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Vitamin Excess Can Make You Sick

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If you choose to take vitamin and mineral supplements, be aware that taking too many or for too long can cause harmful side-effects.

Risks Of Taking Too Many Vitamin And Mineral Supplements

It Dramatically Ups The Autism Risk In Pregnant Women

As the old saying goes, “too much of a good thing is not a good thing”. That is true for vitamins and minerals too – and new information shows that very high maternal levels of Folate and Vitamin B-12 during pregnancy have been linked to an increased risk of autism.1

Some supplementation with these vitamins is beneficial because moderate supplementation decreases the risk of autism and birth defects.

However, a recent study from Johns Hopkins University showed that expectant mothers with extremely high blood levels of both Folate and B-12 had a 17 times greater risk of her child developing autism.

Either alone did not carry the same risk even though the risk was slightly higher when either vitamin level was very high. Pregnant women should still take vitamin supplements, but this is a warning that they should avoid excessive amounts. The same holds true for other people who take supplemental vitamins and minerals.

In the early 1990s, U.S. health officials began recommending that all women who might become pregnant take 400 micrograms of folic acid daily. And in the late 1990s, federal regulations began mandating that folic acid be added to flour, bread and other grain products.

Now, we find extra vitamins and minerals added to sports drinks, juices, milk, pudding, peanut butter, and other products. Vitamin supplement makers may promote products such as B-100 Complex with more than 1,000 times the recommended daily amount of B-12 and more than 5,000 times the recommended daily amount of other B-vitamins.

It has been thought that water-soluble vitamins are harmless when given in large amounts, but mega doses of almost anything should usually be avoided.

It Is Tied To Neurological Problems In Older Individuals

More bad news links excessive amounts of common mineral supplements to increased risk of Parkinson’s disease, heart attacks and death. More than 2,000 mg of total calcium each day increases the risk of broken bones, and more than taken alone increases the risk of heart attacks.

Vitamin K2 helps decrease the risk of calcification of arteries and, along with vitamin D, may help prevent the harmful effects of too much calcium. However, too much zinc, and manganese are linked to increased risk of neurological problems in older individuals.

Increased mortality rates have been identified in women who take too much iron, zinc, magnesium, and copper along with excessive B vitamins and Folate.2 Heart attacks may be more common in any adult who take too much Folate and B-vitamins.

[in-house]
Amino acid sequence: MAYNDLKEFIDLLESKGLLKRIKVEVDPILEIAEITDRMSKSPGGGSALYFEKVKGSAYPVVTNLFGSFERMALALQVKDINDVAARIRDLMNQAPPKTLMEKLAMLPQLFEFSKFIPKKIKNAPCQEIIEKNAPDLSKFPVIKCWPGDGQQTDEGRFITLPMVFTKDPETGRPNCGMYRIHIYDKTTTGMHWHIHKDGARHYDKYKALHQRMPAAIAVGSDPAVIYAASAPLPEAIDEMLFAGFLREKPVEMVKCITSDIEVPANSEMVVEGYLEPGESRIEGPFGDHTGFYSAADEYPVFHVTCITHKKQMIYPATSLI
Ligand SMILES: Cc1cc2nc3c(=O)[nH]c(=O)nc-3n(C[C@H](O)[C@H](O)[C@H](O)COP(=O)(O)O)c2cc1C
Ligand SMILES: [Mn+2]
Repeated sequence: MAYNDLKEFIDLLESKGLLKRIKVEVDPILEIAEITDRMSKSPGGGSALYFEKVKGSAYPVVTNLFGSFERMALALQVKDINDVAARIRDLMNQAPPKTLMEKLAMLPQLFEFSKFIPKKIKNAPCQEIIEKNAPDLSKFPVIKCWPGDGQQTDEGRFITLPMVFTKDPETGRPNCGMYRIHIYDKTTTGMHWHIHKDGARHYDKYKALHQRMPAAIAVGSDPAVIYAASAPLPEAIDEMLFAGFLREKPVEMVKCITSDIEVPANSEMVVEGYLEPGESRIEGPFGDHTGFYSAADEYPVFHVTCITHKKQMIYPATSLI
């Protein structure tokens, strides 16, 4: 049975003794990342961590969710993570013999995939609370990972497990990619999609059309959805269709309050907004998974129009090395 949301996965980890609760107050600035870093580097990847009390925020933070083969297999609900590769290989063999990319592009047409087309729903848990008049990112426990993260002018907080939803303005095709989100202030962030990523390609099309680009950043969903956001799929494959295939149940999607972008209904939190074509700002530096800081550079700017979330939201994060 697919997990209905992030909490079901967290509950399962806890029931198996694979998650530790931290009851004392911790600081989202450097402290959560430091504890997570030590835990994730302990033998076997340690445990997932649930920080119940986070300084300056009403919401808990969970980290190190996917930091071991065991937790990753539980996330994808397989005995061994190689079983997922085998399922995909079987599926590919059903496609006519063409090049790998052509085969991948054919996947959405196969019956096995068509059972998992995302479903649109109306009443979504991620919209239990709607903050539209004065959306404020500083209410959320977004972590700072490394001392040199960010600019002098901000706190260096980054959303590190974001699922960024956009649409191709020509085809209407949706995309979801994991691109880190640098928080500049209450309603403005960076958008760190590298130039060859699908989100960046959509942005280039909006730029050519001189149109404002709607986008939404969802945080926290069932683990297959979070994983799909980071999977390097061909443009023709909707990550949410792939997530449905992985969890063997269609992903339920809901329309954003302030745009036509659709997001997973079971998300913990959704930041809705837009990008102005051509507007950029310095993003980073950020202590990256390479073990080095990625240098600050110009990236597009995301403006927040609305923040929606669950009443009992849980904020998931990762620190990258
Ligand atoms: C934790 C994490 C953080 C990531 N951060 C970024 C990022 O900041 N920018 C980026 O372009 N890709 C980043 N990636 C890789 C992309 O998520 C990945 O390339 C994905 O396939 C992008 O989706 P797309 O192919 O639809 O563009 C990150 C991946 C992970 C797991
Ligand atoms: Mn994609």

It Is Linked To Increased Risk Of Prostate Cancer In Men

Men who take excessive vitamin C, vitamin E or excessive Omega-3 fatty acids increase their risk of prostate cancer. These are often promoted as anti-oxidants, but oxidation is one way our bodies fight cancer during early stages of cancer development.

Most studies of anti-oxidant intake have not shown positive or negative effects on cancer risk, but prostate cancer seems to be an exception.

As more is learned about excessive vitamins and minerals, it is best to avoid mega-doses. This means paying attention to the amounts consumed in fortified foods and beverages along with avoiding mega doses in your supplements.

References   [ + ]

1.Is autism linked to a vitamin encouraged during pregnancy?, Washington Post.
2.Mursu, Jaakko, Kim Robien, Lisa J. Harnack, Kyong Park, and David R. Jacobs. “Dietary supplements and mortality rate in older women: the Iowa Women’s Health Study.” Archives of Internal Medicine 171, no. 18 (2011): 1625-1633.
Charles T Price

Charles T. “Chad” Price, MD is Professor of Florida State University College of Medicine and was a practicing pediatric orthopedic surgeon for 34 years. Dr. Price is rated as One of America's Top Doctors. He received a B.S degree from Emory University in Atlanta where he was inducted into the Phi Beta Kappa honorary scholastic society. He graduated from Baylor College of Medicine in Houston and completed his orthopedic surgery residency at the University of Florida. He is an author of over 70 scientific papers, 20 textbook chapters, and three books on topics including bone lengthening, fracture healing, artificial bone grafting and other research topics. In 2013 he became certified as a Sports Nutritionist by the American Sports and Fitness Association.

Charles T Price

Charles T. “Chad” Price, MD is Professor of Florida State University College of Medicine and was a practicing pediatric orthopedic surgeon for 34 years. Dr. Price is rated as One of America's Top Doctors. He received a B.S degree from Emory University in Atlanta where he was inducted into the Phi Beta Kappa honorary scholastic society. He graduated from Baylor College of Medicine in Houston and completed his orthopedic surgery residency at the University of Florida. He is an author of over 70 scientific papers, 20 textbook chapters, and three books on topics including bone lengthening, fracture healing, artificial bone grafting and other research topics. In 2013 he became certified as a Sports Nutritionist by the American Sports and Fitness Association.